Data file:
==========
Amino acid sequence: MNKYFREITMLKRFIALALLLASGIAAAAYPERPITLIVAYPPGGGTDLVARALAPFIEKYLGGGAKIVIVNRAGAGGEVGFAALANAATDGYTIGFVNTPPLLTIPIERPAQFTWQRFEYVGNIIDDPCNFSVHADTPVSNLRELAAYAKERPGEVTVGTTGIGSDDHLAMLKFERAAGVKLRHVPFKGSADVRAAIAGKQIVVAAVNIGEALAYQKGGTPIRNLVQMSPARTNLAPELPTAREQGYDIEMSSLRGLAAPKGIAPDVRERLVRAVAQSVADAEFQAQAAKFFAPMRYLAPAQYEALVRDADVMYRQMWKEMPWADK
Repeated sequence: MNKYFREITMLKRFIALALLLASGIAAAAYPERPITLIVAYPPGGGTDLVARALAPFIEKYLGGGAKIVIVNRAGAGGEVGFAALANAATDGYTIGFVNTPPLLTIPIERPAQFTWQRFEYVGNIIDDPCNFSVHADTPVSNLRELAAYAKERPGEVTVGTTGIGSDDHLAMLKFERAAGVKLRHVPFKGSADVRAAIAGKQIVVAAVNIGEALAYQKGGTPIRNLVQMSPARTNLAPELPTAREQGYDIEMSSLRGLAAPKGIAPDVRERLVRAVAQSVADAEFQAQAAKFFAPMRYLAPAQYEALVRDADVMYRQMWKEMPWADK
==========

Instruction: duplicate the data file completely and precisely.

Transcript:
Amino acid sequence: MNKYFREITMLKRFIALALLLASGIAAAAYPERPITLIVAYPPGGGTDLVARALAPFIEKYLGGGAKIVIVNRAGAGGEVGFAALANAATDGYTIGFVNTPPLLTIPIERPAQFTWQRFEYVGNIIDDPCNFSVHADTPVSNLRELAAYAKERPGEVTVGTTGIGSDDHLAMLKFERAAGVKLRHVPFKGSADVRAAIAGKQIVVAAVNIGEALAYQKGGTPIRNLVQMSPARTNLAPELPTAREQGYDIEMSSLRGLAAPKGIAPDVRERLVRAVAQSVADAEFQAQAAKFFAPMRYLAPAQYEALVRDADVMYRQMWKEMPWADK
Repeated sequence: MNKYFREITMLKRFIALALLLASGIAAAAYPERPITLIVAYPPGGGTDLVARALAPFIEKYLGGGAKIVIVNRAGAGGEVGFAALANAATDGYTIGFVNTPPLLTIPIERPAQFTWQRFEYVGNIIDDPCNFSVHADTPVSNLRELAAYAKERPGEVTVGTTGIGSDDHLAMLKFERAAGVKLRHVPFKGSADVRAAIAGKQIVVAAVNIGEALAYQKGGTPIRNLVQMSPARTNLAPELPTAREQGYDIEMSSLRGLAAPKGIAPDVRERLVRAVAQSVADAEFQAQAAKFFAPMRYLAPAQYEALVRDADVMYRQMWKEMPWADK